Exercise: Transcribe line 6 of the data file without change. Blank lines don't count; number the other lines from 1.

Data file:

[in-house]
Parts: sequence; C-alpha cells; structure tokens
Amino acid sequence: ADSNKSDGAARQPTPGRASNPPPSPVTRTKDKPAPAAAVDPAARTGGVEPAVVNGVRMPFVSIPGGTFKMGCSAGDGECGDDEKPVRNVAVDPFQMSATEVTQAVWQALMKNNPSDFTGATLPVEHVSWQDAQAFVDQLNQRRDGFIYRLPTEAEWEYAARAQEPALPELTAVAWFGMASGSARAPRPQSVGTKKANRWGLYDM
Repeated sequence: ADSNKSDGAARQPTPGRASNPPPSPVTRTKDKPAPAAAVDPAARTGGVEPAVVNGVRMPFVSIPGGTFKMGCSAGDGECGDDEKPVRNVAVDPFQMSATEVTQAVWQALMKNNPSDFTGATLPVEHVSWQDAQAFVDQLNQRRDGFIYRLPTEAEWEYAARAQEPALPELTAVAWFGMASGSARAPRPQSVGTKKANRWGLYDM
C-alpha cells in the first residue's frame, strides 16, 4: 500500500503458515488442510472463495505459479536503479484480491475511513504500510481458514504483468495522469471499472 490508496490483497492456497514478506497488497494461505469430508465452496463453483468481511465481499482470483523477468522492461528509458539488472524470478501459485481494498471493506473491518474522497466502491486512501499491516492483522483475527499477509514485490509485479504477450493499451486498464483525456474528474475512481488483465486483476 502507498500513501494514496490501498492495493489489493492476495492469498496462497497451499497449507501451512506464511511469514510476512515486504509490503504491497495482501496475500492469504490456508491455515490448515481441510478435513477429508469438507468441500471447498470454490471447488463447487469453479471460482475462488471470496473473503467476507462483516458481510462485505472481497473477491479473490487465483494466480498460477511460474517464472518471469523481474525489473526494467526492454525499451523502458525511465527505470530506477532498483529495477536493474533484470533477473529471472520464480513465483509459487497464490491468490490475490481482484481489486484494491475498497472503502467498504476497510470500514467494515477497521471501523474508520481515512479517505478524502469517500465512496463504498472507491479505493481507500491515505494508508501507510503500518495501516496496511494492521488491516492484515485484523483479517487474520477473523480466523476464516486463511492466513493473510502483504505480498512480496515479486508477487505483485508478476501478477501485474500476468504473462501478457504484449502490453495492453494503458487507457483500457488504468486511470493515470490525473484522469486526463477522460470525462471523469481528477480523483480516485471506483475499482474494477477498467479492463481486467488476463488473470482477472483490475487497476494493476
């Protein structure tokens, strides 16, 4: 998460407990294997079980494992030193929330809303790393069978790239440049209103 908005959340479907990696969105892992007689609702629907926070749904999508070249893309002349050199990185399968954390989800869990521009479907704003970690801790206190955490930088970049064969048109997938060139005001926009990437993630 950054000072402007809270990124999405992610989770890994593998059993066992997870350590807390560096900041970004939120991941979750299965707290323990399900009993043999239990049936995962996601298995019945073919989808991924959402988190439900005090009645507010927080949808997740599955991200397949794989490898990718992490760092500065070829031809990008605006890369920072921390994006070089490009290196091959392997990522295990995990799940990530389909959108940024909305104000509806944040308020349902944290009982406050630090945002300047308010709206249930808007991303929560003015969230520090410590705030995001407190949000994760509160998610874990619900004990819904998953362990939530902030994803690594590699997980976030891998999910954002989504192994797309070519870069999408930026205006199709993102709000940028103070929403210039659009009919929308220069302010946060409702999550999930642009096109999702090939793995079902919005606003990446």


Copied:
């Protein structure tokens, strides 16, 4: 998460407990294997079980494992030193929330809303790393069978790239440049209103 908005959340479907990696969105892992007689609702629907926070749904999508070249893309002349050199990185399968954390989800869990521009479907704003970690801790206190955490930088970049064969048109997938060139005001926009990437993630 950054000072402007809270990124999405992610989770890994593998059993066992997870350590807390560096900041970004939120991941979750299965707290323990399900009993043999239990049936995962996601298995019945073919989808991924959402988190439900005090009645507010927080949808997740599955991200397949794989490898990718992490760092500065070829031809990008605006890369920072921390994006070089490009290196091959392997990522295990995990799940990530389909959108940024909305104000509806944040308020349902944290009982406050630090945002300047308010709206249930808007991303929560003015969230520090410590705030995001407190949000994760509160998610874990619900004990819904998953362990939530902030994803690594590699997980976030891998999910954002989504192994797309070519870069999408930026205006199709993102709000940028103070929403210039659009009919929308220069302010946060409702999550999930642009096109999702090939793995079902919005606003990446």